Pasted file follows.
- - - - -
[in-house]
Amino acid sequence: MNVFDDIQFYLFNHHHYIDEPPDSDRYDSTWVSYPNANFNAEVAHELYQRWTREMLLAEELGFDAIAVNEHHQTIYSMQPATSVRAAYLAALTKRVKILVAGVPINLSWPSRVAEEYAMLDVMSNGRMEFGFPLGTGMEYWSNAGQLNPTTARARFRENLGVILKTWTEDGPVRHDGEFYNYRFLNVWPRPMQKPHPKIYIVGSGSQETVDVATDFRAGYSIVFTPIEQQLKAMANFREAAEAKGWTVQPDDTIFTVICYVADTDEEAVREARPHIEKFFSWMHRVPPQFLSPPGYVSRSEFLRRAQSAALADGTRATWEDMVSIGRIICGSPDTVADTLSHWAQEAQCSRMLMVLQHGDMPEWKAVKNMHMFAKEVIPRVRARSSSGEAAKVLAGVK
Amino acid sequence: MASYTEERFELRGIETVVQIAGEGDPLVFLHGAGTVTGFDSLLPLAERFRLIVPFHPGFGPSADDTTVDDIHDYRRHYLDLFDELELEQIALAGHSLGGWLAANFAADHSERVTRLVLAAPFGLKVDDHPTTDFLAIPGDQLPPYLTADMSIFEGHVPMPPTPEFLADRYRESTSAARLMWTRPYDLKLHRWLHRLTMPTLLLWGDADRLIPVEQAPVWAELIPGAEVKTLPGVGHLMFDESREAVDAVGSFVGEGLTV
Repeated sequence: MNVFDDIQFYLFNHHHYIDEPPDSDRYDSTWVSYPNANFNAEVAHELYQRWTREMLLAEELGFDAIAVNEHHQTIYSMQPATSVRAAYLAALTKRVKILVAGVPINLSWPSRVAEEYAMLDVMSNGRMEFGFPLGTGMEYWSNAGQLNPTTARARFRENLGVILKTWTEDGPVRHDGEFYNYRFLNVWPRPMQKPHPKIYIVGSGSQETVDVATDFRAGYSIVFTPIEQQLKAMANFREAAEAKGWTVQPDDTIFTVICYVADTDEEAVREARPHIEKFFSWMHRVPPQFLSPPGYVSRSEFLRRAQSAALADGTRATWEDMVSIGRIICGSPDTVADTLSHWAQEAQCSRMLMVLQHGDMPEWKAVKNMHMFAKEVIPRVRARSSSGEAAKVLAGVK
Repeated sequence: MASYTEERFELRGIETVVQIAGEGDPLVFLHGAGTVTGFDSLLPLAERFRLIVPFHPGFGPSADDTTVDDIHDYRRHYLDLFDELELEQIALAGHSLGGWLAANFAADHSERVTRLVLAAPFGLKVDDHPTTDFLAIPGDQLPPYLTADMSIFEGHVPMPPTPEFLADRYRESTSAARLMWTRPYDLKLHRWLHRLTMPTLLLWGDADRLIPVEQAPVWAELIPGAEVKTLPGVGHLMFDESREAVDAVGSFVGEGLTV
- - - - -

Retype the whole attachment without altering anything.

[in-house]
Amino acid sequence: MNVFDDIQFYLFNHHHYIDEPPDSDRYDSTWVSYPNANFNAEVAHELYQRWTREMLLAEELGFDAIAVNEHHQTIYSMQPATSVRAAYLAALTKRVKILVAGVPINLSWPSRVAEEYAMLDVMSNGRMEFGFPLGTGMEYWSNAGQLNPTTARARFRENLGVILKTWTEDGPVRHDGEFYNYRFLNVWPRPMQKPHPKIYIVGSGSQETVDVATDFRAGYSIVFTPIEQQLKAMANFREAAEAKGWTVQPDDTIFTVICYVADTDEEAVREARPHIEKFFSWMHRVPPQFLSPPGYVSRSEFLRRAQSAALADGTRATWEDMVSIGRIICGSPDTVADTLSHWAQEAQCSRMLMVLQHGDMPEWKAVKNMHMFAKEVIPRVRARSSSGEAAKVLAGVK
Amino acid sequence: MASYTEERFELRGIETVVQIAGEGDPLVFLHGAGTVTGFDSLLPLAERFRLIVPFHPGFGPSADDTTVDDIHDYRRHYLDLFDELELEQIALAGHSLGGWLAANFAADHSERVTRLVLAAPFGLKVDDHPTTDFLAIPGDQLPPYLTADMSIFEGHVPMPPTPEFLADRYRESTSAARLMWTRPYDLKLHRWLHRLTMPTLLLWGDADRLIPVEQAPVWAELIPGAEVKTLPGVGHLMFDESREAVDAVGSFVGEGLTV
Repeated sequence: MNVFDDIQFYLFNHHHYIDEPPDSDRYDSTWVSYPNANFNAEVAHELYQRWTREMLLAEELGFDAIAVNEHHQTIYSMQPATSVRAAYLAALTKRVKILVAGVPINLSWPSRVAEEYAMLDVMSNGRMEFGFPLGTGMEYWSNAGQLNPTTARARFRENLGVILKTWTEDGPVRHDGEFYNYRFLNVWPRPMQKPHPKIYIVGSGSQETVDVATDFRAGYSIVFTPIEQQLKAMANFREAAEAKGWTVQPDDTIFTVICYVADTDEEAVREARPHIEKFFSWMHRVPPQFLSPPGYVSRSEFLRRAQSAALADGTRATWEDMVSIGRIICGSPDTVADTLSHWAQEAQCSRMLMVLQHGDMPEWKAVKNMHMFAKEVIPRVRARSSSGEAAKVLAGVK
Repeated sequence: MASYTEERFELRGIETVVQIAGEGDPLVFLHGAGTVTGFDSLLPLAERFRLIVPFHPGFGPSADDTTVDDIHDYRRHYLDLFDELELEQIALAGHSLGGWLAANFAADHSERVTRLVLAAPFGLKVDDHPTTDFLAIPGDQLPPYLTADMSIFEGHVPMPPTPEFLADRYRESTSAARLMWTRPYDLKLHRWLHRLTMPTLLLWGDADRLIPVEQAPVWAELIPGAEVKTLPGVGHLMFDESREAVDAVGSFVGEGLTV